Westcove

FAQ for US visitors

Yes, this is a LOT to plow through, but have courage! Here are some answers to FAQs. Oh, and they’re in alpha order, since I’m always somewhat obsessive about that. You might want to take this document with you when you come to Westcove, or put it on your tablet; you can get a printable version here.

Charging and using electric appliances (phones, MP3 players, computers, personal care appliances):

  • There are hair dryers in all the bedrooms at Westcove. Once in a while they get moved around, but there are plenty of hair dryers, so you don't need to take one unless you're wedded to your own.
  • There is laundry equipment in each of the properties.
  • If you take a small appliance (curling iron, etc.), make sure it is dual-voltage.
  • If you take any appliance that supplies heat and it is not dual voltage, you will need a converter. There are only two countries in the world which use 110v: the US & Canada; other countries use 220v. So you will need a converter (I always take at least two, just in case) – they are now widely available at drugstores, or you can order them online.
  • Whether your appliance is dual voltage or not, you will need an adapter to plug it into the wall. An adapter is not the same as a converter; the former adapts the plug configuration to wall outlets in other countries; the latter changes the voltage. And you probably know that in Europe wall outlets have switches; the power must be turned on at the outlet as well as on your appliance – a wonderful safety feature. We take several adapters so we can re-charge everything we bring.

Church Services:

  • Catholic: There is one priest who serves at Castlecove, Caherdaniel, and Lohar. Masses are at 7:30 p.m. Saturdays (Castlecove), 9:30 a.m. Sundays (Caherdaniel) and 11 a.m. on Sundays (Lohar).
  • Anglican: there are Anglican (Episcopal) churches in Sneem and Kenmare with Sunday services.
  • There is church information in the books of “house notes” at Westcove House, The Stables, Garden Cottage, and Pier Cottage.
  • At this time, we are not aware of a synagogue or a mosque in the Westcove area, though they are in Cork & Dublin.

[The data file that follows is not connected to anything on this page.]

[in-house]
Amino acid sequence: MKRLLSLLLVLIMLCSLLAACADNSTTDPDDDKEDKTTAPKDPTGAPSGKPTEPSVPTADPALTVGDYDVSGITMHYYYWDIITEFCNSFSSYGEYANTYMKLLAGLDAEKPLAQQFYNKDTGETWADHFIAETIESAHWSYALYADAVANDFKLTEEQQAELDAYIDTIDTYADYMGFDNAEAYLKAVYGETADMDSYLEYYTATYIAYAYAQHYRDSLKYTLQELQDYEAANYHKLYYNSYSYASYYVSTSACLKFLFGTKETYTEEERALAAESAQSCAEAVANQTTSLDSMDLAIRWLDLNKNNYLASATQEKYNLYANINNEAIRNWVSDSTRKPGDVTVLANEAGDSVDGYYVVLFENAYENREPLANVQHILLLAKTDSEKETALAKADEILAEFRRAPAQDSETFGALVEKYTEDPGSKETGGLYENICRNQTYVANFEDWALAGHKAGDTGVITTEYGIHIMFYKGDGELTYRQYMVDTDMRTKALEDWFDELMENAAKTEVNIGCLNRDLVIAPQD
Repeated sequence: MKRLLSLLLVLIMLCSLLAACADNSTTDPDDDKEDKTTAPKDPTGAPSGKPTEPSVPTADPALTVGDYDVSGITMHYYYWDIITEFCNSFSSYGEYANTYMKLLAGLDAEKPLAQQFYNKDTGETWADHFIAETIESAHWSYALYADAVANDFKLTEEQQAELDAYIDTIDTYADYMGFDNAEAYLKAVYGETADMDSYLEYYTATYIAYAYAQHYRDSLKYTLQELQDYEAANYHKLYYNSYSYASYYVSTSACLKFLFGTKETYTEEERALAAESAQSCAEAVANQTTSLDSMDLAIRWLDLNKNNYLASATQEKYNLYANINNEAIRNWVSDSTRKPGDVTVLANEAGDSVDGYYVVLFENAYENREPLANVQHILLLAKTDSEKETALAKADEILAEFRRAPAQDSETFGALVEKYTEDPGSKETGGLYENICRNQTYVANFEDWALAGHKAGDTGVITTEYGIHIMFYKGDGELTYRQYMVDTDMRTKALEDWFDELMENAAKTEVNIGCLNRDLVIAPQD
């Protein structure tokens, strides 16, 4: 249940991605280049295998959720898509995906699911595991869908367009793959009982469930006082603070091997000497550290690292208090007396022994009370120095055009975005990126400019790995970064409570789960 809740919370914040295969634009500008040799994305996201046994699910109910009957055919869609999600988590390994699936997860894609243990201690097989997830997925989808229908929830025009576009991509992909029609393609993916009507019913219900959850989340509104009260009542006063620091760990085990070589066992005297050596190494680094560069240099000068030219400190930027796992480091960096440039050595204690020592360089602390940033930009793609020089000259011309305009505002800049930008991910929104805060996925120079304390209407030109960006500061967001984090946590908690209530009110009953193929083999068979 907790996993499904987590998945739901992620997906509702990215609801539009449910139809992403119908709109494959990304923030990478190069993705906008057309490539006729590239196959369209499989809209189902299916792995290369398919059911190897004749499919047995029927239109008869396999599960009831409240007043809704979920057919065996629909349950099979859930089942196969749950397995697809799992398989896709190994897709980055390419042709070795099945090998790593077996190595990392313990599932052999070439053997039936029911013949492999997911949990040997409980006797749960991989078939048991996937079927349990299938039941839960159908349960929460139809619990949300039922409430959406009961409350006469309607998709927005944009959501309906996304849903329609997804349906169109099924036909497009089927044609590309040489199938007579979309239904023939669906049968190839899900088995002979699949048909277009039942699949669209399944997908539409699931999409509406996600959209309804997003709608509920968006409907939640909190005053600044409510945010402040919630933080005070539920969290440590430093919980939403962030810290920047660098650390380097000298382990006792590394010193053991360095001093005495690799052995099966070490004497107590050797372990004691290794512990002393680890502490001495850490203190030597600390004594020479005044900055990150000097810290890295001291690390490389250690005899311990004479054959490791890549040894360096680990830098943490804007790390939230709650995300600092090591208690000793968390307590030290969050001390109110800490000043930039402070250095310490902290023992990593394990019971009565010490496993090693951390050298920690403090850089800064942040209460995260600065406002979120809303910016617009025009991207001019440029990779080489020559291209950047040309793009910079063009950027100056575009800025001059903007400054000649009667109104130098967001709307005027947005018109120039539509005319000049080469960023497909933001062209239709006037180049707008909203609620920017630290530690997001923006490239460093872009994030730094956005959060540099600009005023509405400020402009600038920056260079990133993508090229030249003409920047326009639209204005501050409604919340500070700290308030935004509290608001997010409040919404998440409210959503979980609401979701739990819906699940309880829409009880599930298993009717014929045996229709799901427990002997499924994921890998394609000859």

Clothes (see also “Weather”):

  • Men are unlikely to need ties, though a sport coat might come in handy.
  • Women will not need anything very dressy (i.e., cocktail wear).
  • Layers and a sweater, pashmina, or light jacket will probably be welcome in the evenings. It may be chilly in the daytime (we've been there in November when it's bright and sunny in the day, but you never know), and will be chilly in the evening.
  • Though you won’t need anything truly dressy, it is the custom at Westcove to dress up just a bit for the dinners where we all gather; e.g., slacks rather than jeans.
  • As always when traveling abroad, it is best to blend in, so one doesn't stand out unduly; as well as being polite, in some countries it's a safety feature; not that we worry much about safety in Ireland. There are likely to be many tourists at one or two of the well-known spots, such as Blarney Castle; it's usually better to be inconspicuous. This is the same advice we send to our clients traveling to Italy. It Italy, we always advise - please, no blue jeans (black ones would work) or white sneakers; you'll probably stand out as an "American Tourist," which in the cities is not advisable. You'll see jeans in Ireland, though they're not as ubiquitous as in the U.S. Ireland has a thriving fashion industry, but on the whole it is a less formal country than Italy. Regrettably, nothing is less formal these days than the US - end of editorial comment.

Driving:

  • In Ireland, as in the UK, one drives on the left. The steering wheel is on the right. Most rental cars come with manual transmission; if you want automatic (which you might) specify that when you book your car. Manual will of course be cheaper. I have to admit we do always get a car with automatic transmission.